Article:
It is with heavy hearts that we share the passing of Roger Schank, Ph.D., the visionary founder and CEO of Socratic Arts.
An educational revolutionary, Roger pioneered learning by doing in Story-Centered contexts, creating immersive, authentic environments for learners that mirror real-world application. After several successful entrepreneurial ventures, Roger's intent in founding Socratic Arts was to build a company with exceptional design integrity, where efficacy would always take precedence over profit. For more than 20 years, Socratic Arts has lived true to his vision, with employees learning the principles and philosophy of our approach under the careful tutelage of Roger and other senior leaders. The Socratic Arts team will proudly continue to honor Roger's legacy in the decades to come.
Roger began his career as an Assistant Professor of Linguistics and Computer Science at Stanford University (he was the youngest professor at the school). He later moved to Yale University, where he was Professor of Computer Science and Psychology, Chairman of the Computer Science Department, and Director of the Yale Artificial Intelligence Project. He served as a visiting professor at the University of Paris VII, and was a research fellow at the Institute for Semantics and Cognition in Switzerland. From this period, Roger's "script theory" model of cognition and "case-based reasoning" approach developed into a broad appreciation of narrative as crucial to how humans think (Schank 1990, 1995; Schank & Abelson, 1995).
We honor his legacy by sharing some highlights of his storied career.
Roger's interest shifted from artificial intelligence to education when his children went to school. Through his AI research, he determined the way students were taught in school was antithetical to how people naturally think and learn. He moved to Northwestern University to found the Institute for the Learning Sciences (ILS), giving birth to an entirely new field of academic research, The Learning Sciences, combining education, cognitive science, and computer science. At Northwestern, Roger was the John Evans Professor of Computer Science, Education, and Psychology. The learning sciences field has grown phenomenally since the founding of ILS; today many major universities have robust Learning Sciences programs.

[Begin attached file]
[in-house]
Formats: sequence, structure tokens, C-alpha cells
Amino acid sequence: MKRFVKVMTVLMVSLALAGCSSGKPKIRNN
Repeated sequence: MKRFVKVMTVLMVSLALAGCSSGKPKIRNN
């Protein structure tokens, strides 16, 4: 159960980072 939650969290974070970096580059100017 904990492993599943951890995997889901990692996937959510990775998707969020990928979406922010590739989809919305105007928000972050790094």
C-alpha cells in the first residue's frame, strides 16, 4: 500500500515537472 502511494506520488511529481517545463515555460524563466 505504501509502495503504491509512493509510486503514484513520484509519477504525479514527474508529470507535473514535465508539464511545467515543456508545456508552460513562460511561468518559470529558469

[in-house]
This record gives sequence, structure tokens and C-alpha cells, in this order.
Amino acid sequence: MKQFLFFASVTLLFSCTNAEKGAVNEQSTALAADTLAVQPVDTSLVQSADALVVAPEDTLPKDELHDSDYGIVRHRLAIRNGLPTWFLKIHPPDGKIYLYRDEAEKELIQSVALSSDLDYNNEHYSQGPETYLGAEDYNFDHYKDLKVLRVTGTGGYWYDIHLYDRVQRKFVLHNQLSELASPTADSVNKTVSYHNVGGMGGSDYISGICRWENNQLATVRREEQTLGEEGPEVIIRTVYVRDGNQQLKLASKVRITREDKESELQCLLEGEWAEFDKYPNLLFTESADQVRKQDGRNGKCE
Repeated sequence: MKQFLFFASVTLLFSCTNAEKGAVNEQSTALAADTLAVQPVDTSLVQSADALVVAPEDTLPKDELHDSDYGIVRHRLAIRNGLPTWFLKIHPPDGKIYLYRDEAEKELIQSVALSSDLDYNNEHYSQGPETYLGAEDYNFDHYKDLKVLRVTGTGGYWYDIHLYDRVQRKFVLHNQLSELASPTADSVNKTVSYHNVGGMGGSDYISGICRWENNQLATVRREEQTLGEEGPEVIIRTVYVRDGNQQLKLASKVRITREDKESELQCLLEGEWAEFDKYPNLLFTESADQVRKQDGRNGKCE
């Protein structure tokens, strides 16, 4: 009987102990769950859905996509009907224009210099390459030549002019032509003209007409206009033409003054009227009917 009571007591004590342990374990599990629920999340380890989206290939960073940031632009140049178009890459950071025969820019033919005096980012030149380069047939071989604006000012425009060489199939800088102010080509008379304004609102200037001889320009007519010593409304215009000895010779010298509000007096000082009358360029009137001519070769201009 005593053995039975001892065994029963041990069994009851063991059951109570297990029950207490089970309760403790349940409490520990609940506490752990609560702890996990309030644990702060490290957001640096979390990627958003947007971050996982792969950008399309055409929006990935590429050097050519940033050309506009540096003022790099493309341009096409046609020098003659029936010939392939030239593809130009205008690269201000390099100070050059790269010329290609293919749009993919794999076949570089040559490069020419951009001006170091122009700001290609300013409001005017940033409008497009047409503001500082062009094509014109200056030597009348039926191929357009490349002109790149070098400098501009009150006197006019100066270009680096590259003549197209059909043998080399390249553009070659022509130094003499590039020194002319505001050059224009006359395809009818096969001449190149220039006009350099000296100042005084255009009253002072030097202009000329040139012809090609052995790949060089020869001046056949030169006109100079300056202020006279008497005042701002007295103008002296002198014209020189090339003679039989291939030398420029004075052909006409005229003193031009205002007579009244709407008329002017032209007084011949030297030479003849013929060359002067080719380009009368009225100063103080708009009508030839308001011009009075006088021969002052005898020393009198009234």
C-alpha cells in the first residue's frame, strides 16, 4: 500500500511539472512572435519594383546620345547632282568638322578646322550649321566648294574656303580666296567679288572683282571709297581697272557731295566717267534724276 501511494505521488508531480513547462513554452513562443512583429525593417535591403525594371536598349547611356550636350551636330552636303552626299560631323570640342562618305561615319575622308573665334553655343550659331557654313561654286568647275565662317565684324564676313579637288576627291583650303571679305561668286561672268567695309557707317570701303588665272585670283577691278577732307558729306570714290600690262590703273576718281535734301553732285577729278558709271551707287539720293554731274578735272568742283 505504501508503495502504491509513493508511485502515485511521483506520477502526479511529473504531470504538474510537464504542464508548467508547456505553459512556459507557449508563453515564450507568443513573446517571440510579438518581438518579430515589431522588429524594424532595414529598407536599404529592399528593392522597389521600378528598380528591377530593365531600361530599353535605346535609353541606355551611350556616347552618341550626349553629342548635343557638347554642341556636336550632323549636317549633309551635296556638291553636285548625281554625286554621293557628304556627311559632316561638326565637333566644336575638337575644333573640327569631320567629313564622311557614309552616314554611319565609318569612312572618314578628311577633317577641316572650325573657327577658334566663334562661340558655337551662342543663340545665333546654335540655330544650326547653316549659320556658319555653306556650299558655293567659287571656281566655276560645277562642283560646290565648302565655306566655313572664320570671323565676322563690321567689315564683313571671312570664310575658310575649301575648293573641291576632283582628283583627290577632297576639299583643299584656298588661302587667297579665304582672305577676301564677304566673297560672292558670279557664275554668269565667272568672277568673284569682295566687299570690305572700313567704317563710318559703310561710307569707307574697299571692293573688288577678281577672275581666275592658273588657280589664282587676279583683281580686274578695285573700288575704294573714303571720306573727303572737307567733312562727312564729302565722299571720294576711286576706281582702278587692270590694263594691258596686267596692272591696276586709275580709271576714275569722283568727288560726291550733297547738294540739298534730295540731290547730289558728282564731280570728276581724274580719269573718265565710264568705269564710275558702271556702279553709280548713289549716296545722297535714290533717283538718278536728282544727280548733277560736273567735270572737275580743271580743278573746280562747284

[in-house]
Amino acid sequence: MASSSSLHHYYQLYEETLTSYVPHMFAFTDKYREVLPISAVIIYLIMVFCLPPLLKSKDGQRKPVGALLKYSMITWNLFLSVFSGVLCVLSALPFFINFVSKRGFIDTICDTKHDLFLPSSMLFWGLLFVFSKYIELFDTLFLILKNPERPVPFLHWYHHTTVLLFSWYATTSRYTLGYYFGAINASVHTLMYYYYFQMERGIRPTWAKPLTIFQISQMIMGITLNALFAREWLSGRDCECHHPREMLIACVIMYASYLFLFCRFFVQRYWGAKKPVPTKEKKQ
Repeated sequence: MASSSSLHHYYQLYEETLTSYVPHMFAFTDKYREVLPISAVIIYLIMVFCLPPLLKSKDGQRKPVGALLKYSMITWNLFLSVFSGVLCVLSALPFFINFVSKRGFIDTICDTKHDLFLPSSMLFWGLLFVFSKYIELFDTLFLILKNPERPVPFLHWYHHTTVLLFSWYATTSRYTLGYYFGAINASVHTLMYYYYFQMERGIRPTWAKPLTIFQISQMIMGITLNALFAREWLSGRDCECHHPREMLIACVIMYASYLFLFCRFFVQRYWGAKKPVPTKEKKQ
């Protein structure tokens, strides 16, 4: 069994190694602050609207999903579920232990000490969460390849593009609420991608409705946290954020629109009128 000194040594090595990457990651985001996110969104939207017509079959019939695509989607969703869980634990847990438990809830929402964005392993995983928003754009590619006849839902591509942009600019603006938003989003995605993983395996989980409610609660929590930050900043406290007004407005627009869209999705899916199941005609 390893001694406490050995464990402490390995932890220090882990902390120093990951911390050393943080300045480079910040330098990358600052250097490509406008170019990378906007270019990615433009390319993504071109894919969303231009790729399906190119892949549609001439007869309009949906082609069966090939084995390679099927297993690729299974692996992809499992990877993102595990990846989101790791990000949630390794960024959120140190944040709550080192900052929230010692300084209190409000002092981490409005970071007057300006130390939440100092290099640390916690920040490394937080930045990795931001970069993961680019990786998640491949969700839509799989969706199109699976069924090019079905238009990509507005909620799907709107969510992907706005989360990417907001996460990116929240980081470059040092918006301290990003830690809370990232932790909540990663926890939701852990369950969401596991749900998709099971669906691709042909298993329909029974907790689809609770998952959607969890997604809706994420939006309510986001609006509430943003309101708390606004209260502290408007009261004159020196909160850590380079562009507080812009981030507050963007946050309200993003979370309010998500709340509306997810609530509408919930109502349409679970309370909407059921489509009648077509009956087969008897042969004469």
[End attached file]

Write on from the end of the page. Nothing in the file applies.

After Northwestern, Roger was the Chief Education Officer of Carnegie Mellon's Silicon Valley Campus, where, in lieu of a traditional course centered approach, he introduced the idea of master's degrees using immersive Story-Centered Curricula. Roger was an enthusiastic business innovator, energized and excited when our work made a difference in the corporate world. He never stopped thinking about what else we could do to make a bigger impact, ever hopeful that the delivery of innovative and effective training for adults in major companies would translate to those same adults wanting similar approaches for their children.
Roger was a fellow of the AAAI, the founder of the Cognitive Science Society, co-founder of the Journal of Cognitive Science, and instrumental in founding the Journal of the Learning Sciences. He received a Ph.D. in Linguistics from the University of Texas. A prolific writer, Roger authored 33 books and more than 125 articles and publications. He was most proud of working with the US Department of Defense, the EPA, and The National Guard, as both of his parents served in the military.
Roger is survived by his wife Annie and his children Joshua (Lindsey Arent Schank) and Hana (Steven Shaklan), and grandchildren Milo and Mira Shaklan, and Max and Jonah Schank.
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